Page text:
Blinding Ambition At Páros Estiatorio: The Cate Blanchett of metro Greek restaurants
If you read the Greeks—the ancient ones in linen tunics—you’ll encounter the term hamartia before long. In classical drama, it suggests a fatal flaw. Sometimes hamartia is a quality—pride, obstinance, indecision. Sometimes, it’s an innocent mistake. At Páros Estiatorio, it’s an interior window.
The high-end Greek restaurant opened in Leawood’s Mission Farms this November to high expectations. Owner Kozeta “Cozy” Kreka has operated the more casual Cozy’s Café in Overland Park for years; diners seemed primed for an upscale version of her comforting Mediterranean cooking.
Her new restaurant, a partnership with her son, Klajdi Kreka, is named after the island of Páros, a gleaming sugar cube in the heart of the Aegean sea. The décor is about as close as you can get to the island without buying a plane ticket: white tablecloths, white walls, a white tray ceiling. White vases line a white shelf behind a white bar with white backlighting. In that clean-lined, streamlined environment, even the most sedate accents play like screams. A sprig of rosemary leers from atop a napkin. Meyer lemons cling to a potted tree in gorged clusters of naked sungold.
Am I making the dining room sound intimidating? If it is, it’s intimidating in a Cate Blanchett kind of way, all glamor and cheekbones and frost. At night, the vibe is sleek and romantic, candles warming up the cool tones.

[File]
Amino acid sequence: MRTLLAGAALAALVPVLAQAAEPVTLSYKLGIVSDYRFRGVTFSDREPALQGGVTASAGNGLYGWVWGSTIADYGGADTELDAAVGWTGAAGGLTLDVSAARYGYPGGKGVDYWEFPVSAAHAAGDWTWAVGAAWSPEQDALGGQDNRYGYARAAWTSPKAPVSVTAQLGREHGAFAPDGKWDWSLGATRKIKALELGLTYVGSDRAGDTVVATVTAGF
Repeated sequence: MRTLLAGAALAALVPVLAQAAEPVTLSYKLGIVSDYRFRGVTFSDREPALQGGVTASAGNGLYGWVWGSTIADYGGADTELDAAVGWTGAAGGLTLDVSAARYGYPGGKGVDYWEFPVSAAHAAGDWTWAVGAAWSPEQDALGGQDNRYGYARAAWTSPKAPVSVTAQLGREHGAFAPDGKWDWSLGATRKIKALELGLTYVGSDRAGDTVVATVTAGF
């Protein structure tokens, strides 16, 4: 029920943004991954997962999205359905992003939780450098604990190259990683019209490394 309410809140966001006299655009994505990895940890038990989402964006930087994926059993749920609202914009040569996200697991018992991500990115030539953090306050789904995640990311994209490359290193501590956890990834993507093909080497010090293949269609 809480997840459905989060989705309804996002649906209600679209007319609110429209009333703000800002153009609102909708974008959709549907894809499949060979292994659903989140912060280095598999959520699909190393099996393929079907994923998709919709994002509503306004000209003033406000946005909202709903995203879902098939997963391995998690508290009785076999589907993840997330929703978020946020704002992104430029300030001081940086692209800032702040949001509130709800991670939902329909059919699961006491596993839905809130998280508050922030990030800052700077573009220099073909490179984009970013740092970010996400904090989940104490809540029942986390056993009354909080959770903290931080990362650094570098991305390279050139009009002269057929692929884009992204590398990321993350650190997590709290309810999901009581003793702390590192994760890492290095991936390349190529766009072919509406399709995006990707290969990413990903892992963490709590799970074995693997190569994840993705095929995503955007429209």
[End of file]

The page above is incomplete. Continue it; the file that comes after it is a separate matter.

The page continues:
The austere interior has another benefit—allowing diners to tune out distractions and focus on Kreka’s comfort-oriented cooking. At least, it would, were it not for the restaurant’s open(ish) kitchen, which bleeds hospital-bright fluorescents into the dining room through an enormous interior window. On my first dinner visit, I was seated as far from that window as possible, and it still pulled focus like a Times Square marquee. The resulting vibe was less “vacation island” than “zealous chaperone turning on the overhead lights just when things were getting interesting.”
This is a shame, because many of Kreka’s dishes are worth traveling for. Flambéed saganaki ($16) might seem like a tourist’s gimmick, but the fried wedge of sheep’s-milk cheese had a salty, nutty aroma every bit as interesting as the blue-tipped flames licking its edges.
I also liked the arnisia paidakia ($42 at dinner; $29 at lunch), salt-crusted lamb chops grilled to a precise medium-rare. They arrived with crisp patates tiganites (fried potato wedges) and a whole head of roasted garlic. I suppose you could mash the soft, sweet garlic into the meat and potatoes. But you could also squeeze the papery head like a tube of toothpaste and pop naked cloves into your mouth like candy.
The dinner menu has a small section of pastas—the tortellini ($26) with Spanish ham in a parmesan cream sauce was a worthwhile indulgence, if a bit out of step with the rest of the menu—but most of the dishes are segmented by provenance: “from the land,” “from the sea,” “from the oven.”
There’s also a small selection of sides, all of which are $7. The grilled broccolini was cold and bitter, with little else going on. I preferred the patates lemonates. The canoes of roasted potato were soft and tender, chastely but detectably lemon-ed.
Technique is rarely an issue at Páros Estiatorio; seasoning often is. The moussakas ($24)—a steaming casserole of ground beef, eggplant, and potato bound with béchamel—needed salt (and about 10 minutes to cool before serving). The same was true of the braised lamb shank ($34), which was fatty and sweet but bland. And the whole fagri ($32), a firm fish billed irresistibly as the “King of the Aegean,” had luxurious flesh but bitterly charred skin.